Thursday, 19 June 2014
KID KLASSICS - LITTLE LOST BEAR ON A BEACH...
A small breeze blew in off the sea as I strolled along Portsmouth
beach on a mid-evening in March, back in 1981. Gulls circled over-
head, keen eyes peeled for edible titbits dropped by careless passers-
by, out for an idle wander (like myself) or a bracing 'constitutional'
before returning home for a relaxing 'nightcap' prior to bedtime.
Turning my gaze from Neptune's watery domain, I was momen-
tarily startled by what appeared to be a small body lying face down
on the pebbles a little ahead of me. As I got nearer I could see it was
a sopping wet Teddy bear which had been washed up by the tide,
presumably having fallen overboard from some ship or ferry.
I stopped to observe his drenched and pitiful form and, I blush
to confess, found myself (much to my surprise) feeling somewhat
sorry for the little chap. I picked him up, noticing how heavy he was
due to his immersion, and squeezed his purloined portion of ocean
onto the beach. Then I sat him in a more comfortable position
and studied his bedraggled face thoughtfully.
Was some heartbroken and inconsolable child at that very
moment lamenting his loss and praying for his safe return? Or had
poor ol' Ted been cast into the briny deep on the perverse whim of
some capricious brat curious to see if he would float or sink? Who
could say? There was no mistaking, however, that here was a
fellow in need of a helping hand if ever there was one.
At some stage in his life Teddy had lost his eyes, whether as
a result of his seafaring adventure or some previous misfortune
I am unable to say. As he sat there, I could swear he was aware of
my presence, too proud to beg, but listening intently, head slightly
cocked, silently hoping that I would not forsake him. If I ignored this
noble bear's unspoken plea, his likely destiny seemed either to be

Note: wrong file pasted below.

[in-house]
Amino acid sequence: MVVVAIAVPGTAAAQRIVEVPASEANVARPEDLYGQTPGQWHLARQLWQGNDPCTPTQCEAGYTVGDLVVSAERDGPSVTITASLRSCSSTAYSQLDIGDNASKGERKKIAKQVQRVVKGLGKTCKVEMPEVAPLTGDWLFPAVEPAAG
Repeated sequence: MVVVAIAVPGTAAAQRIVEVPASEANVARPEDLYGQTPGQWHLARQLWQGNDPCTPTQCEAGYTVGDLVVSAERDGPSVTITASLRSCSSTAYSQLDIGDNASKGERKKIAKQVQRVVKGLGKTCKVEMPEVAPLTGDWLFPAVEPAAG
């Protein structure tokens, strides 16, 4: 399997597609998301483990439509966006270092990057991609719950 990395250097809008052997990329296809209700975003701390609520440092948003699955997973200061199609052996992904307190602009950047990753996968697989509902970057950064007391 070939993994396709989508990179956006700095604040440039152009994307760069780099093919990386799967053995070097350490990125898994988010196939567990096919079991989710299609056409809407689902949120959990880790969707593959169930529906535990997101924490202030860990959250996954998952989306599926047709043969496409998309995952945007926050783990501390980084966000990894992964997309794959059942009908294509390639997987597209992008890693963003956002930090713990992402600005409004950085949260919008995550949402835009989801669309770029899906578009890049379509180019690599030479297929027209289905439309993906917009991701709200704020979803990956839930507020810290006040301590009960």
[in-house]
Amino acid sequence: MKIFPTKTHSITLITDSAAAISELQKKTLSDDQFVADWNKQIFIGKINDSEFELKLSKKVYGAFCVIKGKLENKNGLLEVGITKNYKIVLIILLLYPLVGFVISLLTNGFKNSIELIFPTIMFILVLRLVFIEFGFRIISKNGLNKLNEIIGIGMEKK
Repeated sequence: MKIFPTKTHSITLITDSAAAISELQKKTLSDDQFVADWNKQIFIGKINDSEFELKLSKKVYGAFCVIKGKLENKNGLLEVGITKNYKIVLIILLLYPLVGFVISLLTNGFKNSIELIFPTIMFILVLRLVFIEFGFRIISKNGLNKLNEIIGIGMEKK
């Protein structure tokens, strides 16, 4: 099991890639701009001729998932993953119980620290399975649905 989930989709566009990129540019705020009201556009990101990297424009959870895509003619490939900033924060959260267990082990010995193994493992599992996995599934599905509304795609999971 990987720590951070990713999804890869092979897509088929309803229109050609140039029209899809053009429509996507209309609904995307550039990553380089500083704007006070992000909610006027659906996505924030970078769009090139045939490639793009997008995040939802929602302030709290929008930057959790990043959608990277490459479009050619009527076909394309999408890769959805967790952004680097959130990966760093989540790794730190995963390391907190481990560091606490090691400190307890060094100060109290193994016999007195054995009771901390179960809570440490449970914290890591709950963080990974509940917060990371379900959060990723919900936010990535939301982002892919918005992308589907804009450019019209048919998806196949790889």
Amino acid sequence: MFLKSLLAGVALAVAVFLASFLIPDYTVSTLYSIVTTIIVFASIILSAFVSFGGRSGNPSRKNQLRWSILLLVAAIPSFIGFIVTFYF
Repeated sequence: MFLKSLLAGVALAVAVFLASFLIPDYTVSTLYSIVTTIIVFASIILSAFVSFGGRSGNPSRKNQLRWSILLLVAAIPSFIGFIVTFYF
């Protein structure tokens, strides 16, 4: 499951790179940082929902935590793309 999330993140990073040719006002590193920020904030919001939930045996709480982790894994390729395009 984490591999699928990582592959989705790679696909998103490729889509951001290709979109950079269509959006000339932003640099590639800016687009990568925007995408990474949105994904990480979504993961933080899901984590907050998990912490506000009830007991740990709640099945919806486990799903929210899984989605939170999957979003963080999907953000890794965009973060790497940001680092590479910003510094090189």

gathered unto the sea once more and consigned to its depths, or
to end his span on a refuse tip when those responsible for main-
tenance of the beach spotted his unauthorised occupation.
A sense of shame fills my soul as I now recall my response
to this poor creature's plight. I hardened my heart and turned
my step in the direction of home, telling myself that he was too wet
to carry, that my landlady wouldn't allow him on the premises, that
I would be unable to find him a new owner on account of his blind
and wretched condition. As I departed with crunching footsteps,
I seemed to hear what sounded like a faint, sad sigh behind me.
Just for a moment my resolve weakened, but I managed to
hold fast. However, something told me that this poor bear's exist-
ence should not go unrecorded; that there should be some kind of
reminder of his short sojourn on Earth when, hopefully, he had once
been loved and cherished and validated by the affections of a child
whose life revolved solely around him. So I turned, beat down the
nagging voice in my heart, and snapped a photo before aban-
doning this soggy, sorry, uncomplaining little bear to the
encroaching gloom of evening.
Even today, over thirty years later, I sometimes find
my thoughts returning to that little lost bear and hoping that a
kinder person than myself gave him the good and loving home he
deserved, and which I in my selfishness had denied him. Ashamed
of my heartlessness, I seek a small measure of consolation in the
hope that, regardless of his eventual fate, he would have under-
stood and forgiven me for not being the good Samaritan that
I should have been.
He just looked to be that sort of a bear.
(And, by the magic of technology, Ted has now been given
a bit of a 'wash' and had his sight restored. Ahhh.)
Posted by Kid at Thursday, June 19, 2014